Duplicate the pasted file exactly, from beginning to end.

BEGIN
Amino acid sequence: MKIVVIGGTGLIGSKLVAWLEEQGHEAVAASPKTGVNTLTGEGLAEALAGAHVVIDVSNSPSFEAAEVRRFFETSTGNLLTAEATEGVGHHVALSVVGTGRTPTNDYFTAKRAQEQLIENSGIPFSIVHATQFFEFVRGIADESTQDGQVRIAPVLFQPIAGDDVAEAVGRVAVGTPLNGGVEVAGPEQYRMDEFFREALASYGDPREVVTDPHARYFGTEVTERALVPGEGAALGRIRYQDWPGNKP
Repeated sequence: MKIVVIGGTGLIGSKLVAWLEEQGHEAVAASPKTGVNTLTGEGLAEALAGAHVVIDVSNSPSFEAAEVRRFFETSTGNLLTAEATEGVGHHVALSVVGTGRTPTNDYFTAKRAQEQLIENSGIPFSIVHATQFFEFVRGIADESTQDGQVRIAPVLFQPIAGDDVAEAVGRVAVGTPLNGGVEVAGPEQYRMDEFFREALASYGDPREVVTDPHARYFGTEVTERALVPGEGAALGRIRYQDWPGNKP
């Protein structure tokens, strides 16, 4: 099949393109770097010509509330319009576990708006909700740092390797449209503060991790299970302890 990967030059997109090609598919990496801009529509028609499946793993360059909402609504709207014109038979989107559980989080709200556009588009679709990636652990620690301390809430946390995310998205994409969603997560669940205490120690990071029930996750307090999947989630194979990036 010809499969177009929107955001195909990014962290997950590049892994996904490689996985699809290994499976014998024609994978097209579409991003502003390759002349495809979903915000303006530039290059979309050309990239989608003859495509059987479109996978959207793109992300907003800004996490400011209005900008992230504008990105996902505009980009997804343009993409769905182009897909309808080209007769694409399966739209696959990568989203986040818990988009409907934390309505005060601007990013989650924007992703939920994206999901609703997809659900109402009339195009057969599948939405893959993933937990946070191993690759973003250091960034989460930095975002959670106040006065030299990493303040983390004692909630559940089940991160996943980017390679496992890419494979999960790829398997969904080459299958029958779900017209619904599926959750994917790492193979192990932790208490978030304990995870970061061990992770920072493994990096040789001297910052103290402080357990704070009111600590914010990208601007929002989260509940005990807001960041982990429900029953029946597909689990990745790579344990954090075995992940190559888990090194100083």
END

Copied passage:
Amino acid sequence: MKIVVIGGTGLIGSKLVAWLEEQGHEAVAASPKTGVNTLTGEGLAEALAGAHVVIDVSNSPSFEAAEVRRFFETSTGNLLTAEATEGVGHHVALSVVGTGRTPTNDYFTAKRAQEQLIENSGIPFSIVHATQFFEFVRGIADESTQDGQVRIAPVLFQPIAGDDVAEAVGRVAVGTPLNGGVEVAGPEQYRMDEFFREALASYGDPREVVTDPHARYFGTEVTERALVPGEGAALGRIRYQDWPGNKP
Repeated sequence: MKIVVIGGTGLIGSKLVAWLEEQGHEAVAASPKTGVNTLTGEGLAEALAGAHVVIDVSNSPSFEAAEVRRFFETSTGNLLTAEATEGVGHHVALSVVGTGRTPTNDYFTAKRAQEQLIENSGIPFSIVHATQFFEFVRGIADESTQDGQVRIAPVLFQPIAGDDVAEAVGRVAVGTPLNGGVEVAGPEQYRMDEFFREALASYGDPREVVTDPHARYFGTEVTERALVPGEGAALGRIRYQDWPGNKP
């Protein structure tokens, strides 16, 4: 099949393109770097010509509330319009576990708006909700740092390797449209503060991790299970302890 990967030059997109090609598919990496801009529509028609499946793993360059909402609504709207014109038979989107559980989080709200556009588009679709990636652990620690301390809430946390995310998205994409969603997560669940205490120690990071029930996750307090999947989630194979990036 010809499969177009929107955001195909990014962290997950590049892994996904490689996985699809290994499976014998024609994978097209579409991003502003390759002349495809979903915000303006530039290059979309050309990239989608003859495509059987479109996978959207793109992300907003800004996490400011209005900008992230504008990105996902505009980009997804343009993409769905182009897909309808080209007769694409399966739209696959990568989203986040818990988009409907934390309505005060601007990013989650924007992703939920994206999901609703997809659900109402009339195009057969599948939405893959993933937990946070191993690759973003250091960034989460930095975002959670106040006065030299990493303040983390004692909630559940089940991160996943980017390679496992890419494979999960790829398997969904080459299958029958779900017209619904599926959750994917790492193979192990932790208490978030304990995870970061061990992770920072493994990096040789001297910052103290402080357990704070009111600590914010990208601007929002989260509940005990807001960041982990429900029953029946597909689990990745790579344990954090075995992940190559888990090194100083």